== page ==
Or if you want to stick solely to city issues, the lack of comment or interest in the emerging rewrite of the zoning ordinance, the Main Street program, and I could go on and on. What are our priorities?

Sunday, April 22, 2012

That Sinking Feeling

That sinking feeling is what I had Thursday morning when City Manager Ryan Eggleston informed me that he had accepted a position as manager in South Fayette Township, Allegheny County.

I wasn’t beyond feeling it again when he publicly announced it at Thursday night’s city council meeting. And I’m not beyond feeling it now as I write this.
I think a great deal of Ryan personally and professionally.  He has served the city exceptionally well, and by both personality and skills perhaps the absolute best person that could possibly been found to succeed long-time manager Tom Rockovich when he left the city.
Ryan and his family were presented a fantastic opportunity. And I’m glad for him, despite my sadness at seeing him go and my concerns for Oil City and the difficulties we will face in the transition and selection of a new manager.  
Being a city manager is not a job I would want, especially in one of Pennsylvania’s core communities. The deck is stacked against you. I’ve had many long conversations about the job, its pressures and frustrations with a friend who is a city manager elsewhere in the region, and I’m left wondering why anyone would do it. We should be forever grateful there are talented  people like Ryan and my friend who desire to do it.
Council moved to contact Peter Marshall of Municipal Resources Inc. to see if he would meet with us and outline our options and ideas for a manager search and selection and possibly functioning in the interim. Peter Marshall assisted council in its previous manager search that resulted in the hiring of Ryan. I think everyone on council at the time was more than pleased with his work and the approach we took for selection of a new manager under his tutelage.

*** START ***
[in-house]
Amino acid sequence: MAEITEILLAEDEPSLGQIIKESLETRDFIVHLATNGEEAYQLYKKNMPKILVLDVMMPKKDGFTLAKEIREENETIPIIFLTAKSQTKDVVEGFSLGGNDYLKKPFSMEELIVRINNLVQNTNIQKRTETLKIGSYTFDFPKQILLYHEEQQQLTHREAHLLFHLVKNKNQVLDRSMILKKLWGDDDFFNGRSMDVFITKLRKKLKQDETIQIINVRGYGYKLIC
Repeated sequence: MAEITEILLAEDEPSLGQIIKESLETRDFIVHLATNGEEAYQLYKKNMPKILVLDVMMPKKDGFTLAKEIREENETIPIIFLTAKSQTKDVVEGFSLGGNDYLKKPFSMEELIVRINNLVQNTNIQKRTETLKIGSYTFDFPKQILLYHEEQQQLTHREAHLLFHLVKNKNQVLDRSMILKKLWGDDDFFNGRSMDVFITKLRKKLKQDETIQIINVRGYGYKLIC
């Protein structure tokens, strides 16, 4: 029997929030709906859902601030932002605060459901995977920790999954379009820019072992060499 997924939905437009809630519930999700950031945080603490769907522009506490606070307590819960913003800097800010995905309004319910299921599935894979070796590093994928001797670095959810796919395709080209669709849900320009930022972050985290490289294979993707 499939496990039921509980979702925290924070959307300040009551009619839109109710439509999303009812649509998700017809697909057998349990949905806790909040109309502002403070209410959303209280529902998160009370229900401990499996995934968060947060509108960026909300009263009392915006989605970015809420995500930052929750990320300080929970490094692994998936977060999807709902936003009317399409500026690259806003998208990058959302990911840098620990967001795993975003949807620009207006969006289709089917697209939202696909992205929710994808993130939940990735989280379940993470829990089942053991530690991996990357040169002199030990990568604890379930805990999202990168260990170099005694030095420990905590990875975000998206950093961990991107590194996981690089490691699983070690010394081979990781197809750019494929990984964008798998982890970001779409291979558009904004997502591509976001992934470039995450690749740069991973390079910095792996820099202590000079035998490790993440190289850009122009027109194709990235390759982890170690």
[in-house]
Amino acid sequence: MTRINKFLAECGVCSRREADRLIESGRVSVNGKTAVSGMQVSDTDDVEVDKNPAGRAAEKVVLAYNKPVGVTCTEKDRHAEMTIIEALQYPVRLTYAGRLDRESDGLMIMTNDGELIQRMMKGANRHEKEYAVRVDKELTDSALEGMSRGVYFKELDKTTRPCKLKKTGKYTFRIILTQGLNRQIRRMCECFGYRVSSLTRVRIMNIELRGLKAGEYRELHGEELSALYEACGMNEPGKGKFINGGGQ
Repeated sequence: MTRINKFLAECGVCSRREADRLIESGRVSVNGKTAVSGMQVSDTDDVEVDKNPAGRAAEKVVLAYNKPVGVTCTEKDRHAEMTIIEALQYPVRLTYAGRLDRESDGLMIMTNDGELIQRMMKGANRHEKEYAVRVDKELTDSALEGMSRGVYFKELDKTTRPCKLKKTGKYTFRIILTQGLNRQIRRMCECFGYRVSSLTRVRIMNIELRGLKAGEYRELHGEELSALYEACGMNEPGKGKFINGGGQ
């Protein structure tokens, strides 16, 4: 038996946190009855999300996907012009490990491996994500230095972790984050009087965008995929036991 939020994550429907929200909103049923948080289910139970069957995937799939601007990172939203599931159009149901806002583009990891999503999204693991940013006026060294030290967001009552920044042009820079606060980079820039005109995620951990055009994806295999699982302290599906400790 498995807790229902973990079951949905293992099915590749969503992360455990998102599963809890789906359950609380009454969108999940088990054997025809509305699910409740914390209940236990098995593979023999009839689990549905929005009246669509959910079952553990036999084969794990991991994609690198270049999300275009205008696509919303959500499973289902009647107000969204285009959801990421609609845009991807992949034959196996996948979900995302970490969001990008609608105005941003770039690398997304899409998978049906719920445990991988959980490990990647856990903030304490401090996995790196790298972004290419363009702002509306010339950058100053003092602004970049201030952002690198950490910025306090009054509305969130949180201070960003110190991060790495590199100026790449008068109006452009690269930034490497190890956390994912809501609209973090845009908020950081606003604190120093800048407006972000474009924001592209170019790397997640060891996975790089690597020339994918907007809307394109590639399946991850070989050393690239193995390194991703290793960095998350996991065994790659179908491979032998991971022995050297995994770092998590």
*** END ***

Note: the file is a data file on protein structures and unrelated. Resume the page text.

It is going to be a difficult search, and it can’t help but also present some operational difficulties for the city. Certainly some of the things those of us on council individually or collectively would have liked to see made a short-term priority will have to be put off.
I suspect this transition is going to be harder than the last, in part because we no longer have an assistant city manager to step in on a temporary basis.
I have to close this column by noting that I’m amazed, frustrated and bemused at some of the rumors circulating in the community that have reached my ears, and I suspect I only hear a fraction.  I know of no conspiracy, no “done deal” for a replacement or any of the other many things that are being said, or alluded.  I don't think anyone else on council does either.

Sunday, February 5, 2012


I’ve come to realize that one of the greatest hurdles
council and its members as individual face are the expectations.
And I think this is particularly true during the first few
months of a new council.
Backers of candidates who won election hope for something
different, even if they are not entirely sure what that should be, but that
does not decrease the expectation.
Supporters of losing candidates tend to say to the winners,”
OK, you won, now what are you going to do about this, this or this”, and expect,
perhaps demand, that the new council prove it can do better than the last.
And members of council face their own expectations. Every person who runs for council has a desire
to see things improve financially and socially, and wants to see that happen
quickly. If elected they soon learn the stark reality that there is no quick
when it comes to changing a community’s fortunes for the better, or often even
accomplishing one significant task, such as demolition of the Brody block or
tearing down blighted housing.
Oil City whether as a community or as Oil City government is
greatly constrained, as is every city in the Commonwealth. It is a matter of money, a matter of state
mandates and limitations on the options available to cities; the community’s
demographics, geography and even how government is designed to work.
So many expectations, or at least quick gratification, will
not be met. Progress is a process.
Add to this that whenever there is a new council (by that I
mean new members) there is a bit of a dance that occurs. The group dynamics
have changed and every member of council must come to understand how the others
think and how all will work together. And the one expectation everyone should